Estimately 10 percent of the total population of the Philippines works overseas. In almost every corner of the globe, you can find Filipinos working as supervisors but most of them, as support employees, “mere” low-skilled workers, just as how their masters see them. But when asked what compels them to work abroad, most of them would reply with reason: For greener pastures. Indeed, there’s reason on that. Greener pastures may mean bigger salaries to satisfy or to somehow fill in their financial obligations. For most Filipinos, working abroad has always been as simple as that: working in greener pastures. Only a few do recognize that even in green pastures, especially, in an alien land, they are still vulnerable to various sorts of troubles related to their menial jobs. They become subject to abuse and ill-treatment by their employers.
Thank God, my father who still works in Saudi Arabia has not so far encountered such harsh treatment, maybe because he’s sort of a supervisor there. But how about those Filipinos who work well but still are abused by their employers in various manners?
The government, as the manager of its citizens’ affairs, is responsible for the protection and welfare of the Filipinos working overseas and must see to it that they are treated decently despite their low status. The Philippine government should recognize that OFWs are not mere commodities in alien lands; they are human beings who have physical weaknesses too and emotional defenselessness at times, and most importantly, they also deserve respect for man worthy of any person. And that is what the government should take action of. It must ensure that proper treatment is given to Filipinos working abroad.
And since the government has already been seeing overseas migration as a tool for economic stimulation through remittances from OFWs, therefore beneficial to the country’s development, they should also consider actions that may further boost OFWs vital role in nation-building. By formulating laws that would ensure their protection and welfare, the government could suppose that workers sent abroad will be more interested and may therefore become more productive in their line of work. In that manner also, OFWs could improve their skills, because they are motivated. If the government employs an informal policy on labor migration that encourages further export of manpower, it must also add value and reason to such actions: economic growth driven by healthy and motivated overseas workers.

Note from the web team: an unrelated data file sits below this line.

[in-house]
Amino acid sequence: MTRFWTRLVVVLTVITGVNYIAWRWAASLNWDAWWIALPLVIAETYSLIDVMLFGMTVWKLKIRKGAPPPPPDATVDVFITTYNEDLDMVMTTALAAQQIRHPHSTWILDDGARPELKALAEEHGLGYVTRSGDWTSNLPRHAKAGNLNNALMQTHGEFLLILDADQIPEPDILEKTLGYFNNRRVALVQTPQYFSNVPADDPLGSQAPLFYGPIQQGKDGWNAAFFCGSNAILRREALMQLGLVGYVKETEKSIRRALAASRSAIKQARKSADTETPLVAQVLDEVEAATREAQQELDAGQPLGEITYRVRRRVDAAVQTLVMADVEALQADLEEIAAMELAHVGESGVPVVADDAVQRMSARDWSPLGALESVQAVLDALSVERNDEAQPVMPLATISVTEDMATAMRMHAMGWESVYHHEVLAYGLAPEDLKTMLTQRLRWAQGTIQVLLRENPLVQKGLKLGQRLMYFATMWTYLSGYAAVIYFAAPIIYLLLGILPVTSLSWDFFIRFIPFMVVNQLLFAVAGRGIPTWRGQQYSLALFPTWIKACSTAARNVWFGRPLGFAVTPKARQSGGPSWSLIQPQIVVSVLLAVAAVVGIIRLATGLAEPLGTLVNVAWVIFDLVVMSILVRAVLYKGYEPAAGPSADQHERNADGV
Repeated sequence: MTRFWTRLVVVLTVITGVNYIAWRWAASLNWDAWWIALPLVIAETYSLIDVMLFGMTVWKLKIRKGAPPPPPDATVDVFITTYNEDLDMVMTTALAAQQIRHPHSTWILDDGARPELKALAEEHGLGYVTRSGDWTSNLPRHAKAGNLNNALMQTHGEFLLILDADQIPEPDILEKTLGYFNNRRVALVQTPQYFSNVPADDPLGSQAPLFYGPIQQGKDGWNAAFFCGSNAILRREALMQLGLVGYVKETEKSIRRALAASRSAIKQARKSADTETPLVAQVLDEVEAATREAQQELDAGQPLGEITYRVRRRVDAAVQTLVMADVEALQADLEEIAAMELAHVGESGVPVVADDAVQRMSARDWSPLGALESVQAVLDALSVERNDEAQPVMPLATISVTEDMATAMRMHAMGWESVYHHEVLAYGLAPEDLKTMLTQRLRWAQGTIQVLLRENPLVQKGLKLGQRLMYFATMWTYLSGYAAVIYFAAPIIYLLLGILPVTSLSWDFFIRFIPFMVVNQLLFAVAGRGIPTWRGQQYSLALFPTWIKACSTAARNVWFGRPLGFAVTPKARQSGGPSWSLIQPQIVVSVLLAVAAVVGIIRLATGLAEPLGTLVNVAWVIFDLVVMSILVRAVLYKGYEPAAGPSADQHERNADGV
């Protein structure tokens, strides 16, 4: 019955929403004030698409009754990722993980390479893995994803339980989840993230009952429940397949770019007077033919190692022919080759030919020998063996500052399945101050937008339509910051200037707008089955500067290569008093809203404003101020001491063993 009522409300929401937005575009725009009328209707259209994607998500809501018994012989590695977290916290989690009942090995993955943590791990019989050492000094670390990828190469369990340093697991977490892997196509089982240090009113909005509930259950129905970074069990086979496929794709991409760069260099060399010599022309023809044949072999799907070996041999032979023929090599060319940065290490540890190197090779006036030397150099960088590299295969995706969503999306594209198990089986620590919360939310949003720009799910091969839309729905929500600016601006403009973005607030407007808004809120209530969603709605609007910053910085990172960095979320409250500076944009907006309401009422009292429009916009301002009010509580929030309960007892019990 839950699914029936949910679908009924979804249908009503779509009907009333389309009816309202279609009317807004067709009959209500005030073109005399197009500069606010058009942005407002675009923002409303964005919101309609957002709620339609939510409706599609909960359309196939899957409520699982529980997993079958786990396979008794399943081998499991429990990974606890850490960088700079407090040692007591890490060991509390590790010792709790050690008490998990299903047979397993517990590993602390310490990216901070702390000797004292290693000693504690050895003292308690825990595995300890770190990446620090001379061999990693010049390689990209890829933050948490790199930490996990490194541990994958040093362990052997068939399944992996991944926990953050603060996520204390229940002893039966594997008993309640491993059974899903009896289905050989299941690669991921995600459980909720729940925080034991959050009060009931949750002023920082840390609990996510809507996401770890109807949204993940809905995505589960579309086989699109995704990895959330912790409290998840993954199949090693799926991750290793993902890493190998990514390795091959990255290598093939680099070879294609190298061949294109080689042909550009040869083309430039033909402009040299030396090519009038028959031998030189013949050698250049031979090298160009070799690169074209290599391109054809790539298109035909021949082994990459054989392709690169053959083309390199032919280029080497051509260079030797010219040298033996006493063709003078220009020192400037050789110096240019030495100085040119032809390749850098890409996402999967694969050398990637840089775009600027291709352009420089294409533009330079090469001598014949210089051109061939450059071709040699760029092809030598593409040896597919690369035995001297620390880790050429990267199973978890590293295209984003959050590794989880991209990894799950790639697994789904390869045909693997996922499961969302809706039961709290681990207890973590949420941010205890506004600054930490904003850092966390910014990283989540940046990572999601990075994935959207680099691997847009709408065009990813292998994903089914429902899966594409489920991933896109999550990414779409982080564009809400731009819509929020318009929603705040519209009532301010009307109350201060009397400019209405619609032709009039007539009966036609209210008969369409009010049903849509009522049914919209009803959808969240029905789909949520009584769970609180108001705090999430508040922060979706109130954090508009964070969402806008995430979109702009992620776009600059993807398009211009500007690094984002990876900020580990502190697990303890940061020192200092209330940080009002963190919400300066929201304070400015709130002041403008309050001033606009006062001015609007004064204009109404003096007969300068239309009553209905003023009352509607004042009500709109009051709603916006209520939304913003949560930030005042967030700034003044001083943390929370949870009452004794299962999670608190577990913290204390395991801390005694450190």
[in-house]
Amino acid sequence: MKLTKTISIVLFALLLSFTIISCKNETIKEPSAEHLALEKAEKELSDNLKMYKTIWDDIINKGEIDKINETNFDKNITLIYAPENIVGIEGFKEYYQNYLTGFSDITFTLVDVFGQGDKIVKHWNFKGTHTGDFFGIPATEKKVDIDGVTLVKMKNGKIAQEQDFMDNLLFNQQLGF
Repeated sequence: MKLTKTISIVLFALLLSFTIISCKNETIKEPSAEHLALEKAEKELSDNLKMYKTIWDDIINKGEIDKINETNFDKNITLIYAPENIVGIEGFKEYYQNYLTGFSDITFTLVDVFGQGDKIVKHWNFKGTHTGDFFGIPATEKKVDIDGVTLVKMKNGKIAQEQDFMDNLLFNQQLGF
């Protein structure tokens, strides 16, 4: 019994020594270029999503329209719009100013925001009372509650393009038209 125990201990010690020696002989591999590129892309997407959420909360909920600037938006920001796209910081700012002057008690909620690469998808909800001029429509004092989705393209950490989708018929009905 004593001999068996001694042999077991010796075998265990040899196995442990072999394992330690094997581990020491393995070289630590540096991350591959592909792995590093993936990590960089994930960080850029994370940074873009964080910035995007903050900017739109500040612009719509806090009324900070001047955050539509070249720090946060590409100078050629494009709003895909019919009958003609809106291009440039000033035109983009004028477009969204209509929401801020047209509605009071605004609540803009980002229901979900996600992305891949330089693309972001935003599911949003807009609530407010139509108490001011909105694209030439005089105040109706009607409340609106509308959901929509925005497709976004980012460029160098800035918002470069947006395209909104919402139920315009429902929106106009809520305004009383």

Coordinating with governments of labor-receiving states is perhaps the most appropriate action now. A more concrete step is to review available bilateral labor agreements and forge BLAs with countries with which the Philippines has not yet tapped or being tapped. These BLAs should be responsive to the present challenges that OWFs should courageously face in alien lands.
In fairness to the government, it has been responsive on matters pertaining to the need for creating laws and policies that push for the protection, security, and welfare of OFWs. It has forged BLAs with some countries regarding manpower development. With RA 8042 or the Migrant Workers Law passed in 1995, provisions concerning the recruitment, development, protection, security and welfare of migrant workers have been recognized. But the more important actions expected by the people is the implementation, actually proper implementation of the provisions and other laws done in the past. Through the DFA, DOLE and related agencies though, it has responded to some cases with regard to abuses and maltreatments to OFWs. These key agencies coordinate with and through a network of related offices such as embassies and consulates as well as labor offices. It may also be very helpful if the government would further recognize the important role of the migrant labor sector, such as in a recent global forum on migration held in Manila.
Overseas Filipino Workers are recognized as new heroes because of their personal sacrifice for their families left in the country. They also play a significant role in increasing the countries finances through their remittances. But more than their financial importance, their human value is what matters more. They deserve attention.